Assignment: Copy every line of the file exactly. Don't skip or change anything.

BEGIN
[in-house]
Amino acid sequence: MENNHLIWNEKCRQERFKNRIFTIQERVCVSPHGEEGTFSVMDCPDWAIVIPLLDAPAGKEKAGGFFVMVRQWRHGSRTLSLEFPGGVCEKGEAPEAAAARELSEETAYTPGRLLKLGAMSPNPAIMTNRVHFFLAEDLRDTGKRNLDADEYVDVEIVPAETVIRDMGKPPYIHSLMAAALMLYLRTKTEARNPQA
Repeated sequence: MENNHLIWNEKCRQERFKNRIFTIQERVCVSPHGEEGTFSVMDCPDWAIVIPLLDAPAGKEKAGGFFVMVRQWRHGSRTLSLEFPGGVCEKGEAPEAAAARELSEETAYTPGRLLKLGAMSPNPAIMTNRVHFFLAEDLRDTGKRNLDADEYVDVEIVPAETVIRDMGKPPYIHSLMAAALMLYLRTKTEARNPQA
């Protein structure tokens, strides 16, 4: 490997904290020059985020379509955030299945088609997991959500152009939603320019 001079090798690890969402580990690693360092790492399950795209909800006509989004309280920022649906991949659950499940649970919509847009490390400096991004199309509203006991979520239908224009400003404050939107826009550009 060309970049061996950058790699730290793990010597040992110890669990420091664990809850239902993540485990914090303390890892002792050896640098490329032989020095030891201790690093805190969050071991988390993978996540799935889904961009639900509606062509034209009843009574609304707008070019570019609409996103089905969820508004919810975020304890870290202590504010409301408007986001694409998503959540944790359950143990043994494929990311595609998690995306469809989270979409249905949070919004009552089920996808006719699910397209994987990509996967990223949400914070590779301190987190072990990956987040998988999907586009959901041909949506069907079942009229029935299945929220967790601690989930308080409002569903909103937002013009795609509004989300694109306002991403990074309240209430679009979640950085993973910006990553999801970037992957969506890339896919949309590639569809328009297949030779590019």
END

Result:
[in-house]
Amino acid sequence: MENNHLIWNEKCRQERFKNRIFTIQERVCVSPHGEEGTFSVMDCPDWAIVIPLLDAPAGKEKAGGFFVMVRQWRHGSRTLSLEFPGGVCEKGEAPEAAAARELSEETAYTPGRLLKLGAMSPNPAIMTNRVHFFLAEDLRDTGKRNLDADEYVDVEIVPAETVIRDMGKPPYIHSLMAAALMLYLRTKTEARNPQA
Repeated sequence: MENNHLIWNEKCRQERFKNRIFTIQERVCVSPHGEEGTFSVMDCPDWAIVIPLLDAPAGKEKAGGFFVMVRQWRHGSRTLSLEFPGGVCEKGEAPEAAAARELSEETAYTPGRLLKLGAMSPNPAIMTNRVHFFLAEDLRDTGKRNLDADEYVDVEIVPAETVIRDMGKPPYIHSLMAAALMLYLRTKTEARNPQA
């Protein structure tokens, strides 16, 4: 490997904290020059985020379509955030299945088609997991959500152009939603320019 001079090798690890969402580990690693360092790492399950795209909800006509989004309280920022649906991949659950499940649970919509847009490390400096991004199309509203006991979520239908224009400003404050939107826009550009 060309970049061996950058790699730290793990010597040992110890669990420091664990809850239902993540485990914090303390890892002792050896640098490329032989020095030891201790690093805190969050071991988390993978996540799935889904961009639900509606062509034209009843009574609304707008070019570019609409996103089905969820508004919810975020304890870290202590504010409301408007986001694409998503959540944790359950143990043994494929990311595609998690995306469809989270979409249905949070919004009552089920996808006719699910397209994987990509996967990223949400914070590779301190987190072990990956987040998988999907586009959901041909949506069907079942009229029935299945929220967790601690989930308080409002569903909103937002013009795609509004989300694109306002991403990074309240209430679009979640950085993973910006990553999801970037992957969506890339896919949309590639569809328009297949030779590019």